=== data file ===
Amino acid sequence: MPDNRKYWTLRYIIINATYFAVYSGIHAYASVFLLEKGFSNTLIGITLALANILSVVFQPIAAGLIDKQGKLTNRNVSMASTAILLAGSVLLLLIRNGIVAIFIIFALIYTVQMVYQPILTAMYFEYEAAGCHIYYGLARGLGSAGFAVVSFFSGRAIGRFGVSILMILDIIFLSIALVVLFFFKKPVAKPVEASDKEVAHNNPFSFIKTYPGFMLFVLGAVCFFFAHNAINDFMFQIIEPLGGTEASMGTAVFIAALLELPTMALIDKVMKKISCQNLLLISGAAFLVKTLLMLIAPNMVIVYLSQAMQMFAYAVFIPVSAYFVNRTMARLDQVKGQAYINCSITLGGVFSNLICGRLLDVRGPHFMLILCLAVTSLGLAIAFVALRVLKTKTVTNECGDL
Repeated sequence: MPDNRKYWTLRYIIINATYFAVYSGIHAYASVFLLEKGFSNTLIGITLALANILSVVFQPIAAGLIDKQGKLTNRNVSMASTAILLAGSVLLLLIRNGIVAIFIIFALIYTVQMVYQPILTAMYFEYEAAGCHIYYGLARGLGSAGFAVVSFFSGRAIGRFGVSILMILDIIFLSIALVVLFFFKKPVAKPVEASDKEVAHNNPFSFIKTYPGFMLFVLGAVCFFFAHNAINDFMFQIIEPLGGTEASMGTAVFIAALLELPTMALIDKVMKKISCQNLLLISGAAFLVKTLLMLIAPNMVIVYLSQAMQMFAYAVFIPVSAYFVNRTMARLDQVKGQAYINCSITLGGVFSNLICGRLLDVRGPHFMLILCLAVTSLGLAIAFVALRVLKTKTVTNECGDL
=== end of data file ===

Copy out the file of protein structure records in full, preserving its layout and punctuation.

Amino acid sequence: MPDNRKYWTLRYIIINATYFAVYSGIHAYASVFLLEKGFSNTLIGITLALANILSVVFQPIAAGLIDKQGKLTNRNVSMASTAILLAGSVLLLLIRNGIVAIFIIFALIYTVQMVYQPILTAMYFEYEAAGCHIYYGLARGLGSAGFAVVSFFSGRAIGRFGVSILMILDIIFLSIALVVLFFFKKPVAKPVEASDKEVAHNNPFSFIKTYPGFMLFVLGAVCFFFAHNAINDFMFQIIEPLGGTEASMGTAVFIAALLELPTMALIDKVMKKISCQNLLLISGAAFLVKTLLMLIAPNMVIVYLSQAMQMFAYAVFIPVSAYFVNRTMARLDQVKGQAYINCSITLGGVFSNLICGRLLDVRGPHFMLILCLAVTSLGLAIAFVALRVLKTKTVTNECGDL
Repeated sequence: MPDNRKYWTLRYIIINATYFAVYSGIHAYASVFLLEKGFSNTLIGITLALANILSVVFQPIAAGLIDKQGKLTNRNVSMASTAILLAGSVLLLLIRNGIVAIFIIFALIYTVQMVYQPILTAMYFEYEAAGCHIYYGLARGLGSAGFAVVSFFSGRAIGRFGVSILMILDIIFLSIALVVLFFFKKPVAKPVEASDKEVAHNNPFSFIKTYPGFMLFVLGAVCFFFAHNAINDFMFQIIEPLGGTEASMGTAVFIAALLELPTMALIDKVMKKISCQNLLLISGAAFLVKTLLMLIAPNMVIVYLSQAMQMFAYAVFIPVSAYFVNRTMARLDQVKGQAYINCSITLGGVFSNLICGRLLDVRGPHFMLILCLAVTSLGLAIAFVALRVLKTKTVTNECGDL